Image Source: https://oaklandside.org/
Back in June, the Oaklandside visited Fairyland to report on the health and safety improvements the park is making so it can reopen during the pandemic.
Since then, popular local destinations like the Oakland Zoo have been able to reopen at a limited capacity, while others like Chabot Space and Science Center and the Oakland Museum have pivoted to virtual programming.
While Fairyland’s reopening is still in the works, the amusement park’s executive director, Kymberly Miller, has been busy finding creative ways to bring in revenue, while also making sure that Fairyland—once its doors do open—represents the cultural backgrounds of all Oaklanders.
With those goals in mind, on September 26, Fairyland will debut “Celebrity Storytime,” a digital series of fairytales read by well-known Oaklanders. Although the tales are being made available to the public free of charge, Fairyland is also using the launch as a fundraiser and asking for donations.
Oakland-born artists Rafael Casal and Daveed Diggs will co-host and emcee the evening of readings by celebrities and teachers from diverse communities in Oakland and the Bay Area. “We are excited because this is connected to equity at the park,” said Miller, “and what it means to have representation in storytelling.”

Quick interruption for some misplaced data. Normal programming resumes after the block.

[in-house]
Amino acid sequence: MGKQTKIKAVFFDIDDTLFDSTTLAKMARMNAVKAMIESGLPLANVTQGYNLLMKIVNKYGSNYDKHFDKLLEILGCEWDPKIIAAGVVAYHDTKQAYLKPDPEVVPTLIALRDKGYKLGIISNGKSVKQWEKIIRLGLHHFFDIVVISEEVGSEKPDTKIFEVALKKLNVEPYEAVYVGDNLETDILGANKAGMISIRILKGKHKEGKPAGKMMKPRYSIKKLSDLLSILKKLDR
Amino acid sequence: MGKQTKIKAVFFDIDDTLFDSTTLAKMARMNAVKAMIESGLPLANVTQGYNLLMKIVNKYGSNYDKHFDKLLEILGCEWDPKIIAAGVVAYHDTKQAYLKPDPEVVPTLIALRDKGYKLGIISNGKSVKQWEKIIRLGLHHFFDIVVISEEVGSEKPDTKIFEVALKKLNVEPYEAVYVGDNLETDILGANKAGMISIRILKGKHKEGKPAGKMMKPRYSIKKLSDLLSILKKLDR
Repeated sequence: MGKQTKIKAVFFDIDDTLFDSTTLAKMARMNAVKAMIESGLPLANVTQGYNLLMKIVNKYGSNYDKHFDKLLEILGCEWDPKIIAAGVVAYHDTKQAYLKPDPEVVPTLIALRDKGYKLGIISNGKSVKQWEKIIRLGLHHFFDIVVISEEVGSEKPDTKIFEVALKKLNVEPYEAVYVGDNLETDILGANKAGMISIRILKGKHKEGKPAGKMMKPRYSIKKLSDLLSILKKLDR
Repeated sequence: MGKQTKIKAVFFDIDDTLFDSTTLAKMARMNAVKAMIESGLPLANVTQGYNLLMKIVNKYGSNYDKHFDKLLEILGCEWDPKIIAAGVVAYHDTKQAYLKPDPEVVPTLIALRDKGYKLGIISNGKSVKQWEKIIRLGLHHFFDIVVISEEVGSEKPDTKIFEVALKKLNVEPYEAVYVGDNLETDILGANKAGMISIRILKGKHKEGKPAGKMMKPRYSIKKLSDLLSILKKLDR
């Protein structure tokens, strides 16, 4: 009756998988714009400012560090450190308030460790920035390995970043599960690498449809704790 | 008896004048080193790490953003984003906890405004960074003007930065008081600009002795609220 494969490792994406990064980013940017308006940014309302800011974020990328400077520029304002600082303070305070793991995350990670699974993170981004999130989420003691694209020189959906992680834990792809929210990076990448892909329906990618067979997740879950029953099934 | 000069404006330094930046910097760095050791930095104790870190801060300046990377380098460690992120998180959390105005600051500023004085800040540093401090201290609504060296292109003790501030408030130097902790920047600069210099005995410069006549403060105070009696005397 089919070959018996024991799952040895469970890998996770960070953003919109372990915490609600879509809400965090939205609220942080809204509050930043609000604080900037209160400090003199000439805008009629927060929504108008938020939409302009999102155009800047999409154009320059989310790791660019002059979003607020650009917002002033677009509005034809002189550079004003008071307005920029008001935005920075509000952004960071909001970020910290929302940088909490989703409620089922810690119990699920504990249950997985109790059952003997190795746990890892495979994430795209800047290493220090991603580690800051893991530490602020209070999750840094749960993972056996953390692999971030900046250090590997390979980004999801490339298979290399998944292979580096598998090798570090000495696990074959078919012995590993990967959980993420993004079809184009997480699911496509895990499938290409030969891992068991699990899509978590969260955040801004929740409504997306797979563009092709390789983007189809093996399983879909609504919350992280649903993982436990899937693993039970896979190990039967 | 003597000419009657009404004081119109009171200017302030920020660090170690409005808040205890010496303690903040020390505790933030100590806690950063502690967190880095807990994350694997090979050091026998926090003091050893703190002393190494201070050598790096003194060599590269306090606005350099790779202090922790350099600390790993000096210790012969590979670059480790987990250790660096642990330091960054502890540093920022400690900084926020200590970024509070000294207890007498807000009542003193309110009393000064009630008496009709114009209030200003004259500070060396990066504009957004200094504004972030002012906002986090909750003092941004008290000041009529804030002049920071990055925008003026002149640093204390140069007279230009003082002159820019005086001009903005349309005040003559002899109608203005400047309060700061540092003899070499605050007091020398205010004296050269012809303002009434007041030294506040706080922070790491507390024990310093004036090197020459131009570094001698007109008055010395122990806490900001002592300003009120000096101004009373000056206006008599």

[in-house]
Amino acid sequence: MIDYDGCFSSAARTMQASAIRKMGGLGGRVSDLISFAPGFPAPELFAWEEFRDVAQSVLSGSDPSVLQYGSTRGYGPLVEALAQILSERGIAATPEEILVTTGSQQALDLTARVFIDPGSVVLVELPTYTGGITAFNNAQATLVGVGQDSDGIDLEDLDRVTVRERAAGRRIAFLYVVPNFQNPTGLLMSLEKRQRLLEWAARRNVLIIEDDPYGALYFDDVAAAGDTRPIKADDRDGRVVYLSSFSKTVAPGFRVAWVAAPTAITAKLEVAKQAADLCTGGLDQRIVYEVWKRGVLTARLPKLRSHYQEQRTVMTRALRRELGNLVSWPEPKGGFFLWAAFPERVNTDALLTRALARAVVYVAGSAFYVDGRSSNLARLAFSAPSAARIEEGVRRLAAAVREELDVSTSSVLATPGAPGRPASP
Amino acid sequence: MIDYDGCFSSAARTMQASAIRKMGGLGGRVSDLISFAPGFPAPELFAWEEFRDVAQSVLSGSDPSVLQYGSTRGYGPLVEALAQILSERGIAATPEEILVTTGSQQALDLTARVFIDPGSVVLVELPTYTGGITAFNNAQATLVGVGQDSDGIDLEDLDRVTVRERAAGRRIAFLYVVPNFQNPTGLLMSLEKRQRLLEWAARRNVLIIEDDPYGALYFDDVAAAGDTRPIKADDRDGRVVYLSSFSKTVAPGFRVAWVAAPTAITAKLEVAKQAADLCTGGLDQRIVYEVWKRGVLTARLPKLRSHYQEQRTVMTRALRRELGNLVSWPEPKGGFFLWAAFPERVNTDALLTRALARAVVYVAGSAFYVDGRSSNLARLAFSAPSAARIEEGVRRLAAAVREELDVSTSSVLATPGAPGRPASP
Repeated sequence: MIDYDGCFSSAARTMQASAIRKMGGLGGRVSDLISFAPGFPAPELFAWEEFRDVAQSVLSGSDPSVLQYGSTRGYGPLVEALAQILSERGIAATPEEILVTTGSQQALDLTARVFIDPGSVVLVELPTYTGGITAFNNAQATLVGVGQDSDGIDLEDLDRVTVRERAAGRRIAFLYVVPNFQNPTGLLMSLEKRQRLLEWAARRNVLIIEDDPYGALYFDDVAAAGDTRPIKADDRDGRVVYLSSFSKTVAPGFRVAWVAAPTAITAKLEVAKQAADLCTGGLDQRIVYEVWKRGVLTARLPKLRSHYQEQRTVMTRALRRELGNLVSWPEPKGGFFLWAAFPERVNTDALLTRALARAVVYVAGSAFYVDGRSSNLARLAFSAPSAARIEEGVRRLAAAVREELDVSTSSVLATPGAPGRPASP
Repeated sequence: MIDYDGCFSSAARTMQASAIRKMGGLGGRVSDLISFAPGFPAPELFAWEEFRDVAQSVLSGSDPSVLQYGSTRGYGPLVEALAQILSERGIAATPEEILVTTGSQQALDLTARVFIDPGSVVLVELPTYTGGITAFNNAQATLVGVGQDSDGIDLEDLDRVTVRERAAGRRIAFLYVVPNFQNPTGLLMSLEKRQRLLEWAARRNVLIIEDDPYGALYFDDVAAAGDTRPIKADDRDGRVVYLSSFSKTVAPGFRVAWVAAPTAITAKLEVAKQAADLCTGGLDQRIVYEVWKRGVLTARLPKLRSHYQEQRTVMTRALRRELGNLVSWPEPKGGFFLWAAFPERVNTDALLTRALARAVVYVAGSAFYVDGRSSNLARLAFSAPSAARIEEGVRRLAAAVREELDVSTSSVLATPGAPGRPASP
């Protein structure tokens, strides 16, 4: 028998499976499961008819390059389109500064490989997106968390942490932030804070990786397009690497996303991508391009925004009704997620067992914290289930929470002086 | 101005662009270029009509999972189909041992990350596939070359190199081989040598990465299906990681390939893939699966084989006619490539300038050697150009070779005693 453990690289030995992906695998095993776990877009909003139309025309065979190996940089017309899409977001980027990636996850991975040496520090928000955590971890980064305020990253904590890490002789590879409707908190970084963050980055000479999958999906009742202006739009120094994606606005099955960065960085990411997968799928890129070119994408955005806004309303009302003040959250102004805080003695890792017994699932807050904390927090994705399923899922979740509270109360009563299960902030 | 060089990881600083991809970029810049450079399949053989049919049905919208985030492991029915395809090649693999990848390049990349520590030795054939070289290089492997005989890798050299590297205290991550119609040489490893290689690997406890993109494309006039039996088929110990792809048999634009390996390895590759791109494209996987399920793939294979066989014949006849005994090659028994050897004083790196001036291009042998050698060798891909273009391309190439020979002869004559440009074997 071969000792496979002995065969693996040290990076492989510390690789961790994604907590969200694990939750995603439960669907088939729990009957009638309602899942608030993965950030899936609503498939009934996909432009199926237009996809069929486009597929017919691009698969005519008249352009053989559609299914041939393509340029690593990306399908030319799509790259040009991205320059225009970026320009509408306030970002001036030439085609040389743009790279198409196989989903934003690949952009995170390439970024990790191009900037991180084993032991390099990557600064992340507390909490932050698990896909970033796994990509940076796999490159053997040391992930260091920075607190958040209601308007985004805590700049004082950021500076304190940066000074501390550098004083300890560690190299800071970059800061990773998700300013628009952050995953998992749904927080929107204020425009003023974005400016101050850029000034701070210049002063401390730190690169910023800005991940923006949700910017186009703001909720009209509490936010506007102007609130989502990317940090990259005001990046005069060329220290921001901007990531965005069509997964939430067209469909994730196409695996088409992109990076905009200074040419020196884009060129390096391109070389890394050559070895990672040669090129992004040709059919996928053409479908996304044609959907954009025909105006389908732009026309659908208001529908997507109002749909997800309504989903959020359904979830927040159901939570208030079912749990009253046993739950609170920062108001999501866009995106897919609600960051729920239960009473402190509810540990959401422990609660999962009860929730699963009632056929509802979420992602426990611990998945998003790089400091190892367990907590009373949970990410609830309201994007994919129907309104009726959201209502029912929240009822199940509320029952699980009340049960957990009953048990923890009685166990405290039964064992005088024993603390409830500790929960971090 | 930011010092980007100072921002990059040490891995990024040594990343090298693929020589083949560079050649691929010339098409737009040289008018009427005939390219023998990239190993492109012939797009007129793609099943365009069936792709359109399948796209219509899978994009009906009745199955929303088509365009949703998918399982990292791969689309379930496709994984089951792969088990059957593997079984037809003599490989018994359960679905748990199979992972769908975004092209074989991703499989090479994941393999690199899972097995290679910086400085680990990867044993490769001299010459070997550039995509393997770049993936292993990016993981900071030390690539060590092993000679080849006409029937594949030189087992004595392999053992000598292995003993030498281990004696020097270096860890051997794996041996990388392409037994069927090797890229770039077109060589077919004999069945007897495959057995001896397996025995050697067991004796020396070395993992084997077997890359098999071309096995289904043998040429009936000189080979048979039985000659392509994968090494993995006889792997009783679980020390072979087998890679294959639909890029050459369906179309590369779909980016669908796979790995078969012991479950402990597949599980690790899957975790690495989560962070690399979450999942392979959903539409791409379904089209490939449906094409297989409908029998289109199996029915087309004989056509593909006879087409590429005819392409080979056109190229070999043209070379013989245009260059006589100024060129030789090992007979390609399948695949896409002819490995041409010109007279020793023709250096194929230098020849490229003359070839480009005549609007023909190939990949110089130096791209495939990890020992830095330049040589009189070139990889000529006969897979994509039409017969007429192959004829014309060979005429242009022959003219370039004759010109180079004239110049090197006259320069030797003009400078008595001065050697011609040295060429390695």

Getting Casal and Diggs to participate happened organically. “Rafael is a passionate human, and it has been really fun to work with him,” Miller said. “He reached out to us when he saw that we were suffering this summer and asked how he could help.”
It’s not surprising that Casal, who now resides in Los Angeles, wanted to help. He and Diggs both remain rooted in Oakland. Their critically acclaimed 2018 film, “Blindspotting,” which the duo co-wrote, co-produced, and starred in, dealt with themes of gentrification, police brutality, and gun violence in Oakland. The film was recently picked up by Starz to be developed as a spinoff TV series, which Casal and Diggs will co-write and produce.
“I saw [Fairyland’s] post on Instagram about some of their fears about closing, and the idea that Fairyland wouldn’t exist in the future if some serious action wasn’t taken,” Casal said. “I sent them a DM saying, ‘Tell me how I can help.’”
Soon after, Casal was on a Zoom meeting with Fairyland’s team, developing the idea for “Celebrity Storytime.”
From that initial conversation, Casal reached out to Diggs. “I called Daveed while we were brainstorming, knowing that this is something he was really going to love,” Casal said. “This is something that really engages with the community in the way that we want to. It is something that we have been thinking about in the last few years: the Bay Area as a multitude of fairytales.”
Casal and Diggs, who were childhood friends in Oakland, have their own memories of visiting the park as kids.
“I remember watching a lot of the puppet shows. I would stay there for hours when my mom and my dad would take us there,” Diggs recalled. “I have memories of playing on the dragon and the pirate ships, those were my go-to spots. And the key was always a special thing.”